A year on from the founding of the Australian Space Agency and there are still no actual Australian missions in space, but there could be, said Professor Andrew Dempster.
And that could involve using Australian mining technology for recovering water on the moon.
Professor Dempster, director of the Australian Centre for Space Engineering Research (ACSER) at University of NSW, said plenty of others were interested in returning to the moon.
NASA plans to land astronauts on the moon in 2024. Last month, India launched its Chandrayaan-2 mission, which will land a probe in September. China recently landed a probe on the moon, while Israel came close with its Beresheet lander, which malfunctioned and crashed into the moon surface.
Professor Dempster said there was no doubt the moon has once more captured the world’s interest and one reason was that a presence on the moon was essential to any future mission to Mars.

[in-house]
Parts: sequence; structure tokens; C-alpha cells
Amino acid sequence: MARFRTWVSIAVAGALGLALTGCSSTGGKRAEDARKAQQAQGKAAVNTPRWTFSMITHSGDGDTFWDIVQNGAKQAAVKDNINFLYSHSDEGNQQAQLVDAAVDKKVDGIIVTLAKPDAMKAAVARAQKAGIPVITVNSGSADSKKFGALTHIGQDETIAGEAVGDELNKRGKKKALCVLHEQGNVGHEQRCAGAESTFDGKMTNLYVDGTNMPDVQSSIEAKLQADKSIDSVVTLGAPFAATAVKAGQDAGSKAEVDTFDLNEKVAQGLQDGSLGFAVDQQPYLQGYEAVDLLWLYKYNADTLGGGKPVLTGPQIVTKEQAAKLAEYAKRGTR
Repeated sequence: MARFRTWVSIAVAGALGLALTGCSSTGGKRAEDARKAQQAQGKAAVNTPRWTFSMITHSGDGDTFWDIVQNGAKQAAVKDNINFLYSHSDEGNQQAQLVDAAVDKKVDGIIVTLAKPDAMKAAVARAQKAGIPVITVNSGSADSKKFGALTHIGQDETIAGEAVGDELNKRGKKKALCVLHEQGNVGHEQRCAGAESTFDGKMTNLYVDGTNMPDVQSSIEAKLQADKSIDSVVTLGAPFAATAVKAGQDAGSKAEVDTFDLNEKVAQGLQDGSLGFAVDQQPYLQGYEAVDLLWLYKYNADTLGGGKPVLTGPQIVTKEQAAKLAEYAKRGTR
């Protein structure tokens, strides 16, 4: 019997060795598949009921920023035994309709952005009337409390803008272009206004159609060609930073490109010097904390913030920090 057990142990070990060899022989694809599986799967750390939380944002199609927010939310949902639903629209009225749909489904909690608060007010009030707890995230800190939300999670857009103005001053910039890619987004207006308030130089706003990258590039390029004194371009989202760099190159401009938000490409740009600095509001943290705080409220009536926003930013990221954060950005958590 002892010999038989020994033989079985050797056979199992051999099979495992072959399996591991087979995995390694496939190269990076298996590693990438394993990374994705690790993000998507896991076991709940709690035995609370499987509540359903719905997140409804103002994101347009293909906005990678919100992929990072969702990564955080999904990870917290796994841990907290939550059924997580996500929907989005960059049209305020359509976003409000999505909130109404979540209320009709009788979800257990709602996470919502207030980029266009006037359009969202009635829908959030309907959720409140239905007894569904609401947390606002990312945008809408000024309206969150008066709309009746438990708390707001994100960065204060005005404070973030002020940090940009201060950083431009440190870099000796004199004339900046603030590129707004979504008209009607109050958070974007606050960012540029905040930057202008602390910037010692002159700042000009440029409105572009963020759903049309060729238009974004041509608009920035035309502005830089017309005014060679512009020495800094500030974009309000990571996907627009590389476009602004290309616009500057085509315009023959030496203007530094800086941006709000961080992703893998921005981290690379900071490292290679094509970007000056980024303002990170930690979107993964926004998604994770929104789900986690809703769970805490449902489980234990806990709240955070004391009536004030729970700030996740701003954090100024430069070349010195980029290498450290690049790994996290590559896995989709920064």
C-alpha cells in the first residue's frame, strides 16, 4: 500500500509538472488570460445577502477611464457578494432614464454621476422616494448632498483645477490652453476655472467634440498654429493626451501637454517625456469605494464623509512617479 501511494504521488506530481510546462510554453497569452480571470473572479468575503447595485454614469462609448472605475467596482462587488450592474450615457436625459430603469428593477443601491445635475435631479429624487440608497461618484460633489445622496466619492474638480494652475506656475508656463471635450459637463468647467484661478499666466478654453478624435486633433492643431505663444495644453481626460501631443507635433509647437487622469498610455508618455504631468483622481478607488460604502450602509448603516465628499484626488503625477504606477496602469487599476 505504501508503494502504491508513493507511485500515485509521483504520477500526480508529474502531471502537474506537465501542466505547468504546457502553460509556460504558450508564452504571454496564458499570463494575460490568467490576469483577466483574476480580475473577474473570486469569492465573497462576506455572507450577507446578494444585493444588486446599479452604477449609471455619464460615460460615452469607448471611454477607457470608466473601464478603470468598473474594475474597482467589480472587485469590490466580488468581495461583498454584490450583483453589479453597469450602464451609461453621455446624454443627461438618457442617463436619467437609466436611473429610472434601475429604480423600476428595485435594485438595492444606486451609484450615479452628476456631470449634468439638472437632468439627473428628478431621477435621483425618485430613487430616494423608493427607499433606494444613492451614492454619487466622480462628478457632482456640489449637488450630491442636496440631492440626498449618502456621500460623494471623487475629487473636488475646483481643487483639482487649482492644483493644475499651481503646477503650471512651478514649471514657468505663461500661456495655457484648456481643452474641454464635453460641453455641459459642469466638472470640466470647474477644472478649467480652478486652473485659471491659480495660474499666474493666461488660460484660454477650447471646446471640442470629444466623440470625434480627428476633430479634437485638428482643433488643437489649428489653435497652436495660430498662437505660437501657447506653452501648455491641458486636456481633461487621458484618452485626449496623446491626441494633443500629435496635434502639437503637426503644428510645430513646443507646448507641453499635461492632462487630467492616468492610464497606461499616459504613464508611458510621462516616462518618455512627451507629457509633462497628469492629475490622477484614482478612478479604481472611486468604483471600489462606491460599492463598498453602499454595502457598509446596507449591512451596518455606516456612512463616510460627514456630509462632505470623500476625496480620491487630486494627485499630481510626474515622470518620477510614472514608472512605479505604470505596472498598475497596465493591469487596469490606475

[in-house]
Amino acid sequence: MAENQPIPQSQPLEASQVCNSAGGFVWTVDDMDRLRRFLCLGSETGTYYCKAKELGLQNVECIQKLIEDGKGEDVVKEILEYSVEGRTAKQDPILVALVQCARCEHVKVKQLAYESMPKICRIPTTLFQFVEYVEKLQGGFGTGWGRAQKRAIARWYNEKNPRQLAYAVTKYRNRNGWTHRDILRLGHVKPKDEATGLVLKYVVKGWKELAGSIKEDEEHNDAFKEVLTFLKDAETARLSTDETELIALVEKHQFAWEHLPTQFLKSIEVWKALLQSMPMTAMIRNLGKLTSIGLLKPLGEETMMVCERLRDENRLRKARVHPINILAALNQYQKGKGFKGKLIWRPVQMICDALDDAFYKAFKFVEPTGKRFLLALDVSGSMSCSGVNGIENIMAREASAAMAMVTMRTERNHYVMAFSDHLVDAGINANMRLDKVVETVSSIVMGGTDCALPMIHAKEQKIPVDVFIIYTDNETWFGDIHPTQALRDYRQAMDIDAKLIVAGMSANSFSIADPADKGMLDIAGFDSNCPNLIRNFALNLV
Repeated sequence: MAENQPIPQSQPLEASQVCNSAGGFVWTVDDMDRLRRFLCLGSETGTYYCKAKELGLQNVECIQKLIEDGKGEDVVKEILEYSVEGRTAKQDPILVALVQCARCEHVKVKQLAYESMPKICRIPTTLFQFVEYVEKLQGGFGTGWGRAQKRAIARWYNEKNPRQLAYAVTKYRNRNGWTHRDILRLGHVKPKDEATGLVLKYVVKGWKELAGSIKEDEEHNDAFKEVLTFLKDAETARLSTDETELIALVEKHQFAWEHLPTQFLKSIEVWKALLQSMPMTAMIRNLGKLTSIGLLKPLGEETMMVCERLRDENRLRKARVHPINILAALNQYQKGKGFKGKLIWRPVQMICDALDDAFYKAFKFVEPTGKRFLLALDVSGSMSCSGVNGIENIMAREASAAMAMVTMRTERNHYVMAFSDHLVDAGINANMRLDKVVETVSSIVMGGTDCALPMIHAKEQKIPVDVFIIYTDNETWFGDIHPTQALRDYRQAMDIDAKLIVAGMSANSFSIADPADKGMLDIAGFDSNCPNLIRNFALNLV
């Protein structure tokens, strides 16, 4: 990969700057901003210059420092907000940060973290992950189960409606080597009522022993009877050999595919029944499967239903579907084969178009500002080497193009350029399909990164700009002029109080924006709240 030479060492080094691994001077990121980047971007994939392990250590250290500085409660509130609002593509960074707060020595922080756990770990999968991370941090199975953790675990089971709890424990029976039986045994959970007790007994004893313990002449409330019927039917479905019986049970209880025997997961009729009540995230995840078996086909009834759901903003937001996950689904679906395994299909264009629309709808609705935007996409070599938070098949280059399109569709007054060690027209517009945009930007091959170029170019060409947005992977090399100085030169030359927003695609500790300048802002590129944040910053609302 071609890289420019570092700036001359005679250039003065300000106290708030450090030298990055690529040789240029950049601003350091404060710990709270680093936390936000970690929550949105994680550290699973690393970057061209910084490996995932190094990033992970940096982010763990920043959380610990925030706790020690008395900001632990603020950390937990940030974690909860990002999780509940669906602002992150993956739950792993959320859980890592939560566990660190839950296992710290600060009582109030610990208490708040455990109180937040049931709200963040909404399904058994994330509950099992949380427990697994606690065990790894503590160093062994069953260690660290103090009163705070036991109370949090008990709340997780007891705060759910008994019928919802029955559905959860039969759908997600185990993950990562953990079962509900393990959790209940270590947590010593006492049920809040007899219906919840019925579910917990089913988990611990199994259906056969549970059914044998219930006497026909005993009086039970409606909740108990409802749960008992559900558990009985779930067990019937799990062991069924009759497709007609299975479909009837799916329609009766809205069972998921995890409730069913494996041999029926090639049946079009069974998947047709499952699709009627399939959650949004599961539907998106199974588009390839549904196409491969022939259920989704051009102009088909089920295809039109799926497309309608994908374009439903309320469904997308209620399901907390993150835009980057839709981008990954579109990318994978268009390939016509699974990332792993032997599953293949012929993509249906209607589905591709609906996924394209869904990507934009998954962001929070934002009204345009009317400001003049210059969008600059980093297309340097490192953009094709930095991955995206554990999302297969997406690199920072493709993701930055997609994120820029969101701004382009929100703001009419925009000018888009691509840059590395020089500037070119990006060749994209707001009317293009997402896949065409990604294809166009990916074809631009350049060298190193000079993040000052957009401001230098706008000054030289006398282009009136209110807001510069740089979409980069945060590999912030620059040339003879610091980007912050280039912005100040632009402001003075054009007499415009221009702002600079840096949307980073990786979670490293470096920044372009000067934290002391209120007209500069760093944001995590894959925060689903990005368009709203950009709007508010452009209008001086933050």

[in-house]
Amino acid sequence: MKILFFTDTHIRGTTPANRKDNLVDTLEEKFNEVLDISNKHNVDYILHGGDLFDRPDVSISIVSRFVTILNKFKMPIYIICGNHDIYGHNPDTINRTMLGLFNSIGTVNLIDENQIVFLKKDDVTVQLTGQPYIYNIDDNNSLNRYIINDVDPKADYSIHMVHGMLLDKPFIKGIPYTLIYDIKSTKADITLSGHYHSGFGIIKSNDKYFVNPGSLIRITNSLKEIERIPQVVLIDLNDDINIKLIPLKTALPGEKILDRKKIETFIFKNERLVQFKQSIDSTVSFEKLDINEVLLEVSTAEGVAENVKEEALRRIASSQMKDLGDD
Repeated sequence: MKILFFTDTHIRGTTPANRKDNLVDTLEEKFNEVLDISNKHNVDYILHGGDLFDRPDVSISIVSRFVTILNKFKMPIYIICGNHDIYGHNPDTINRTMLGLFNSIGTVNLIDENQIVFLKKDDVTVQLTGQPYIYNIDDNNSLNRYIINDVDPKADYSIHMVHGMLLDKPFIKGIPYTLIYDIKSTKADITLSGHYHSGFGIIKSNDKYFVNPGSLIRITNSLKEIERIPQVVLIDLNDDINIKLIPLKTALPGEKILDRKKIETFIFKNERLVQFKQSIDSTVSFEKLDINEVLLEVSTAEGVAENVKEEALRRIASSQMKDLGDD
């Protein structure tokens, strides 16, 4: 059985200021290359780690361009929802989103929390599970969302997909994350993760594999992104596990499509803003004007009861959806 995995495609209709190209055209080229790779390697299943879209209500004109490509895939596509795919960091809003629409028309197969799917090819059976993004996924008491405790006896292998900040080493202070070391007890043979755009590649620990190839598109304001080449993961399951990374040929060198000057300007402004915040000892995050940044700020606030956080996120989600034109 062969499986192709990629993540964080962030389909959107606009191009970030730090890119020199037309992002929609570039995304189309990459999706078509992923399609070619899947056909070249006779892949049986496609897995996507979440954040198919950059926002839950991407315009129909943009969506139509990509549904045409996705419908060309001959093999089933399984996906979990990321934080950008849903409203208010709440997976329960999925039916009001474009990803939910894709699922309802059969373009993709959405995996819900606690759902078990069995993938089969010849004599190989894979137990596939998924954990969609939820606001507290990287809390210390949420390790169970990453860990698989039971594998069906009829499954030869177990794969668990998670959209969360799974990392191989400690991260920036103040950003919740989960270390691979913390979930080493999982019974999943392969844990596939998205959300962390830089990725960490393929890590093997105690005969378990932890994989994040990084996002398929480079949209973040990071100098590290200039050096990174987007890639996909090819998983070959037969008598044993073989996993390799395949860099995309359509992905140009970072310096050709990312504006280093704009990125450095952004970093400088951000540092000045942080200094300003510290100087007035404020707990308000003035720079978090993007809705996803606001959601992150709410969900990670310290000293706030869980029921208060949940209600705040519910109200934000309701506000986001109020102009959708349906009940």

Another reason was the presence of water on the moon, and the usefulness of water for all sorts of reasons in space.
“Since January, we have been working on the Wilde project, where we have re-focused our space resources research towards the permanently shadowed craters at the moon’s poles, where water is highly likely to occur in acceptable concentrations,” he said in an article on The Conversation.
“We are also looking to reduce the risk of investing in a water extraction venture, including the design of orbiter and lander missions.”
Professor Dempster said Australia had a strong mining industry and much mining innovation was created in Australia.
He said space and mining had a lot in common – both involve complex engineering systems, work in hostile environments, with human control increasingly handed over to autonomous robotics.
“Exploiting resources in space represents a genuine opportunity for Australia to establish a niche around which a sustainable space industry can be built,” Professor Dempster said
“So now is a perfect time for Australia to consider a new moon mission. The industry is growing rapidly and a flagship mission would give it something around which to build.
“Our special expertise in resource extraction offers a unique opportunity, which others have only just started to pursue. And a community of companies and researchers has been gathered for the task.”
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